All Trade Content

All Trade Content

The Other Infrastructure Gap: Sustainability

Mega-infrastructure plans and financing and investment policies to promote private investments in the energy, transport and water sectors are on the rise. This publication provides recommendations to policy- and decision-makers on how human rights and environmental benefits can be maximized.

G20 and Trade

Trade has contributed to inequalities in many countries. Therefore the G20 should ensure that its trade agenda does not conflict with that of the WTO or the United Nations. Many processes need to be revised to reduce so inequalities can be reduced.

By Motoko Aizawa

The great revenge of the North? TTIP and the rest of the world

TTIP is an initiative that aims to cement the dominance of the two largest economic powers in the world. Rainer Falk and Barbara Unmüßig consider a topic thus far left out of critical debate: TTIP’s implications for the “rest of the world,” particularly for developing and emerging economies.

By Barbara Unmüßig, Rainer Falk

“Relevant” Regulation of Food Derivatives

This paper examines how the current WTO negotiations propose limits or disciplines on governmental regulations. The paper focuses on regulations that limit or discourage speculators from participating in commodity markets, which contributes to volatility in the prices of food commodities. To demonstrate this point, the paper presents a case study of a specific policy option for regulation of derivatives. It concludes with a description of options for resolving the ambiguity of selected disciplines.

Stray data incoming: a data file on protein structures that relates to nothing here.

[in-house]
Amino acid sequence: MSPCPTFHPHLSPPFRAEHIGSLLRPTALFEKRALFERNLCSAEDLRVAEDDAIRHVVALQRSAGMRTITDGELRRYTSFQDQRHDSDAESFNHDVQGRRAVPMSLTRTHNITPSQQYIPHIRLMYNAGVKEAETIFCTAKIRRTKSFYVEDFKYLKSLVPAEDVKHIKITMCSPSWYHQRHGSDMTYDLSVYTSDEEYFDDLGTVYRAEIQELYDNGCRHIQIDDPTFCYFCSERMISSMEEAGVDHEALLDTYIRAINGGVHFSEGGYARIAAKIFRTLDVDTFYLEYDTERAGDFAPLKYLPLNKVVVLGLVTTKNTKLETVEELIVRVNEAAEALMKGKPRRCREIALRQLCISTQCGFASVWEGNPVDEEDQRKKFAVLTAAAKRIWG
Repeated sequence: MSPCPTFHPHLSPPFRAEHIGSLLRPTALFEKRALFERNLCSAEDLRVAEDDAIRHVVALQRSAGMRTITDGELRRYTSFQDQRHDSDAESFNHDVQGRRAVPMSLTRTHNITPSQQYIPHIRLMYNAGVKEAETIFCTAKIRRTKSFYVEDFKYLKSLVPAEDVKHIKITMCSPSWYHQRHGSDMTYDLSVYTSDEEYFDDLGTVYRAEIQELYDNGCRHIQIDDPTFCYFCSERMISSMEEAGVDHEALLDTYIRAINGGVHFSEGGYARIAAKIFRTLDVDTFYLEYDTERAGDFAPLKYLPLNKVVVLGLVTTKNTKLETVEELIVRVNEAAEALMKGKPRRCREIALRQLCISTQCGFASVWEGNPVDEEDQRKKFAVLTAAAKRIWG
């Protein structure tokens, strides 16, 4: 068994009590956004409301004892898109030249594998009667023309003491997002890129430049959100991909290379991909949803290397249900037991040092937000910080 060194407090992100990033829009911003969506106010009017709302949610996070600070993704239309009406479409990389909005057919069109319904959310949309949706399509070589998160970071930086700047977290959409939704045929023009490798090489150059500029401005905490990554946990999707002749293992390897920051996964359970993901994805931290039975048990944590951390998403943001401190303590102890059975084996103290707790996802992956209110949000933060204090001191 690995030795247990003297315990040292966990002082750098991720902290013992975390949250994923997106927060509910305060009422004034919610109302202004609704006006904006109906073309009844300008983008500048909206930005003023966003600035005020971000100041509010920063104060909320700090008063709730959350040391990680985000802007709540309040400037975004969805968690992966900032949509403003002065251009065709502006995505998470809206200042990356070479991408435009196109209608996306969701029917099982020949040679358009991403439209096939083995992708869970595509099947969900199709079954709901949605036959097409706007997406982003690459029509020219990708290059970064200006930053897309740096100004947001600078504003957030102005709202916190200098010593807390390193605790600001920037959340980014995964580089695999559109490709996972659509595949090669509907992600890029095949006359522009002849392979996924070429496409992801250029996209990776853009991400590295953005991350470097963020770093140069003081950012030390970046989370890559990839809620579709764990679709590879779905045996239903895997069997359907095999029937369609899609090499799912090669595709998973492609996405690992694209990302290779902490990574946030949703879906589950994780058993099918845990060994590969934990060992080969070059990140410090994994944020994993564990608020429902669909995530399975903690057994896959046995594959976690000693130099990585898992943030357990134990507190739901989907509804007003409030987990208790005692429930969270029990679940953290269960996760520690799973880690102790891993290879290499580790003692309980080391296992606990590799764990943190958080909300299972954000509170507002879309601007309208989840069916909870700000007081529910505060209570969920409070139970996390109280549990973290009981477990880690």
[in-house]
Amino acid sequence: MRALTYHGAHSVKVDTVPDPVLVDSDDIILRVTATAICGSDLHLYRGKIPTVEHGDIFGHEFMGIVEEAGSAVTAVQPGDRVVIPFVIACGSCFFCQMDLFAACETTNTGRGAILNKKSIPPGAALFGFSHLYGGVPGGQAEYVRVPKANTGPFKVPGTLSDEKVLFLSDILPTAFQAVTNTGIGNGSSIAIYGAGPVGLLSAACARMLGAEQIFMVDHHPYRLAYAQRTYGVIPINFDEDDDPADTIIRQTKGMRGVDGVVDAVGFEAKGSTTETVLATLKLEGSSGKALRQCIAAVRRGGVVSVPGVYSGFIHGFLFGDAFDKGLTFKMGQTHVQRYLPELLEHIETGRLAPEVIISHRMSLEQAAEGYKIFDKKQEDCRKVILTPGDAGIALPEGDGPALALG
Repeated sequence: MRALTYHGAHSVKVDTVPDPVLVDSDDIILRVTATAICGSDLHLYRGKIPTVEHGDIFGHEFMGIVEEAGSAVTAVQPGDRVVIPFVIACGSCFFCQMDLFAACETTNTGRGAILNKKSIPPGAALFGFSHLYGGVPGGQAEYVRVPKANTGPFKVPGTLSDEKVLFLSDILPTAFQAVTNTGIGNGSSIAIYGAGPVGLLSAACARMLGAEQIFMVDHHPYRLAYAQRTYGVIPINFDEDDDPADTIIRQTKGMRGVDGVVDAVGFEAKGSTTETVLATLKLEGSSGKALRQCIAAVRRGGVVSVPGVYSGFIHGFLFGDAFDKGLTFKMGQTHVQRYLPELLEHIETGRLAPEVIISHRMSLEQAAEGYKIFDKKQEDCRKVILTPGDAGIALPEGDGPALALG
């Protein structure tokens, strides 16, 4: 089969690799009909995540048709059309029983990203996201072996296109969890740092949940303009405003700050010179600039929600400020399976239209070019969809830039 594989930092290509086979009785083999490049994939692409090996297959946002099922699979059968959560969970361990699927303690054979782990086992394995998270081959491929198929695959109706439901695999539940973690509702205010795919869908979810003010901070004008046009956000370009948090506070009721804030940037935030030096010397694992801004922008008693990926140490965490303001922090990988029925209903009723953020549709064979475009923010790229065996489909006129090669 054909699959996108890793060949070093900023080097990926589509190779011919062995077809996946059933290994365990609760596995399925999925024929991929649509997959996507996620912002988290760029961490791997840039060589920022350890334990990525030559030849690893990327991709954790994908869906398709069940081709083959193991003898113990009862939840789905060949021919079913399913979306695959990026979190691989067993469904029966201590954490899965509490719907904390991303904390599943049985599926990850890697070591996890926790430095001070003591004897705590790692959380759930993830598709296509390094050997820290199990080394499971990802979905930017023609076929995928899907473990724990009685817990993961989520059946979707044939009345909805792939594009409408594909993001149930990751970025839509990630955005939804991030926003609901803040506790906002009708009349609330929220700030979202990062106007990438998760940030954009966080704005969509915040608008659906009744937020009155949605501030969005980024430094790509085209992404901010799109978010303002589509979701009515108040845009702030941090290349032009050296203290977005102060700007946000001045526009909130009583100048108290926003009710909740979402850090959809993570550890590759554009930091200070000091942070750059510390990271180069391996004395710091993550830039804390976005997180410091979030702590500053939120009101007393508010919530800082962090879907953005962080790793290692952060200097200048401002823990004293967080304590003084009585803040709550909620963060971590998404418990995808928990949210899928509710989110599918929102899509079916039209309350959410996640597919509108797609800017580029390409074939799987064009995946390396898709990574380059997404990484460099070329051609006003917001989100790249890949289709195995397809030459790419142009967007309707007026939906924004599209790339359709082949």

Series of Policy Papers on Trade and Investment

The South Centre (Geneva) and the Harrison Institute of Georgetown Law Center (Washington, D.C.) prepared the following six papers which focus on the fact that, whereas tariffs are a primary barrier to trade in goods, domestic laws and regulations are the primary barrier to trade in service sectors.

Plain Language Guide: GATS Negotiations on Domestic Regulation

The World Trade Organization is negotiating “disciplines” on domestic regulation, which is essential for both development and environmental protection. Often ambiguous, some of the draft disciplines can be interpreted as a radical departure from the practice of most nations. They could change the course of regulation and development, particularly within federal systems and in small and vulnerable economies, where government systems are changing.

“Pre-established” Regulations and Development Permits

The World Trade Organization is negotiating “disciplines” on domestic regulation, one of which requires regulations to be “pre-established.” Established before what? If this means, before a development permit is sought, the discipline would limit the government’s authority to change environmental or community impact standards before a permit is issued. If so, this discipline could constrain changes in climate policy or environmental regulation of existing extraction industries.

“Pre-established” Regulations and Financial Services